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Company and Its Extension to What Is Known Now and What Remains to Be Seen

By Rod L. Heckaman, Mark D. Faichild, R. L. Heckaman and Mark D. Fairchild

Abstract

Abstract: This paper is intended as an in depth review of Ralph Evans ’ book, The Perception of Color 1, posthumously published in 1974, that focuses on what Evans noted as the central thesis of the book – that the perception of color in all but the most simple of contexts is the sum of not just the three fundamental perceptions of hue, lightness, and chroma, but five in total. The single thread that carries the development of this thesis throughout this book and Evans ’ work is his discovery, at least to him and his colleagues, of a new and unique perception of what he terms brilliance. Hence, the underlying thread of this paper is to relate, in hopefully a simple, easily understood manner, Evans ’ vivid descriptions of how brilliance is invoked and his analysis of its affect. Finally, Evans’ central thesis is compared to what we know today about the appearance of color, and based on his work in brilliance, whether or not the study of brilliance can provide relevance Gabriel Garcia Marquez in the first volume of his autobiography, Living to Tell the Tale, writes of when he, as an adolescent, disembarked from the town of Sucre on the Caribbean coast of Columbia that “ … the entire region was a sea of gentle water that change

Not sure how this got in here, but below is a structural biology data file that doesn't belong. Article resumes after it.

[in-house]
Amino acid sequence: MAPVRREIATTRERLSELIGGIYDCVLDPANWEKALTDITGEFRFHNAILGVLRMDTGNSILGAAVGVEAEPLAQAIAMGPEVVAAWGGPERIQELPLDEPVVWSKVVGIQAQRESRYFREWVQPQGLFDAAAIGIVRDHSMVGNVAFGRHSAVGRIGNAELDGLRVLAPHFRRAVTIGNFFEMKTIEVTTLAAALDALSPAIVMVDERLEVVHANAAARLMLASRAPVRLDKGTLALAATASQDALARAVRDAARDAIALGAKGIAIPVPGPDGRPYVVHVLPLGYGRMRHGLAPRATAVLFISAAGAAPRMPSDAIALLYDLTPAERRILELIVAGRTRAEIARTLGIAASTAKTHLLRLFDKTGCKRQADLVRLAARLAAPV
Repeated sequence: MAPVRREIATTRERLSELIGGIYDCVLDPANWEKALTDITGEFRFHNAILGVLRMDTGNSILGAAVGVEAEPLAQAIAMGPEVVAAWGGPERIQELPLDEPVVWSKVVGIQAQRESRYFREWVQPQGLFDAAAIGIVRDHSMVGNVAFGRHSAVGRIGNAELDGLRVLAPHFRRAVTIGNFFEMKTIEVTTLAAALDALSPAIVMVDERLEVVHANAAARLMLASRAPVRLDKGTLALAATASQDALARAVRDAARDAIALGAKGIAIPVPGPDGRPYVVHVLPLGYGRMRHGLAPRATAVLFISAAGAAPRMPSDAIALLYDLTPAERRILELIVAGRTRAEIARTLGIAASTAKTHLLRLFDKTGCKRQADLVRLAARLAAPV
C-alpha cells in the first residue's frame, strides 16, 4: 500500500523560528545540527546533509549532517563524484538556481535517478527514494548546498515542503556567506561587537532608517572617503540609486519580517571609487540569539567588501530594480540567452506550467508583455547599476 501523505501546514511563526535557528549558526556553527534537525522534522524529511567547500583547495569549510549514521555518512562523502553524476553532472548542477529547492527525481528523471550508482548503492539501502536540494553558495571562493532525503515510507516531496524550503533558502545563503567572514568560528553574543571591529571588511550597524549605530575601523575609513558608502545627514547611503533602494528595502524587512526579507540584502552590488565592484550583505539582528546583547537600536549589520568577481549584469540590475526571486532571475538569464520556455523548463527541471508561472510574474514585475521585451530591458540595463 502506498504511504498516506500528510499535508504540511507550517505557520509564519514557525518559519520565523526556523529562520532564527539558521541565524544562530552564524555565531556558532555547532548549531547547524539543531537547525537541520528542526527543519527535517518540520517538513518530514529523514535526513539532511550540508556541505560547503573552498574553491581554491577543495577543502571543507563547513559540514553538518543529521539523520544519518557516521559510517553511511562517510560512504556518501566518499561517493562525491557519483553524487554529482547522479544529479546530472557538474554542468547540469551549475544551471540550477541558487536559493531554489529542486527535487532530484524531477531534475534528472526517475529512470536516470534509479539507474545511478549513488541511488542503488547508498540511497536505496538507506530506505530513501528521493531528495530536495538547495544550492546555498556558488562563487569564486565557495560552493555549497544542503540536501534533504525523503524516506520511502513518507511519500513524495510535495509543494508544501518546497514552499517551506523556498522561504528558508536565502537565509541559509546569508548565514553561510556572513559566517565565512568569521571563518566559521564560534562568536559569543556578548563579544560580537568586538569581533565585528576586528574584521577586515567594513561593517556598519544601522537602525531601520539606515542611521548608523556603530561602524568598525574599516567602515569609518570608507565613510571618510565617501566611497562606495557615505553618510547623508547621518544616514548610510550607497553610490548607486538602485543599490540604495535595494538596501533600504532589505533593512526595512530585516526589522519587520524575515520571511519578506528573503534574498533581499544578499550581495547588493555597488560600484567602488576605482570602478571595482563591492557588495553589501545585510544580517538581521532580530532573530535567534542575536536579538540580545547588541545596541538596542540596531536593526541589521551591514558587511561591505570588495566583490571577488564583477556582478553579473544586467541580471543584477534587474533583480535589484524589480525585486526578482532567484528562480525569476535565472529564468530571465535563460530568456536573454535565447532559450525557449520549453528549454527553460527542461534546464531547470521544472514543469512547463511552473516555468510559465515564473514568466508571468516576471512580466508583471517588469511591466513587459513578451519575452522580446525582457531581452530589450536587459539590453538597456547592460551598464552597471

Year: 2004
OAI identifier: oai:CiteSeerX.psu:10.1.1.398.2865
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